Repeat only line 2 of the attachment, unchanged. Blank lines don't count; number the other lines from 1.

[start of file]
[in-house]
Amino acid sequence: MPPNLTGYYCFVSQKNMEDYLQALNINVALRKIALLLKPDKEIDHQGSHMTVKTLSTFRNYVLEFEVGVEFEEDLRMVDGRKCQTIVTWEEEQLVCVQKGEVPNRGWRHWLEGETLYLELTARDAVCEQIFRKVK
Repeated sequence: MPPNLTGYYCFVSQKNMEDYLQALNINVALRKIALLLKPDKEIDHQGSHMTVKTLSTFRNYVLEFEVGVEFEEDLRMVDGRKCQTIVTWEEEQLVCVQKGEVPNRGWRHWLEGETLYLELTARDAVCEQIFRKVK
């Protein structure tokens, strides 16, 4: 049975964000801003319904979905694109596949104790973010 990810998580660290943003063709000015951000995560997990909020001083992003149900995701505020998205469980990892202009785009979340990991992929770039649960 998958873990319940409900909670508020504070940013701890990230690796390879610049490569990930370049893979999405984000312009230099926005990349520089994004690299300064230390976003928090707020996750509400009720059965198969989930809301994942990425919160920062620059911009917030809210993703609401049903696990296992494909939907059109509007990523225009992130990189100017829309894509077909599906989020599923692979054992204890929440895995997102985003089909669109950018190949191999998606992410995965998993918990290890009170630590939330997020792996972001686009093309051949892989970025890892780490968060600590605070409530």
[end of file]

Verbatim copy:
Amino acid sequence: MPPNLTGYYCFVSQKNMEDYLQALNINVALRKIALLLKPDKEIDHQGSHMTVKTLSTFRNYVLEFEVGVEFEEDLRMVDGRKCQTIVTWEEEQLVCVQKGEVPNRGWRHWLEGETLYLELTARDAVCEQIFRKVK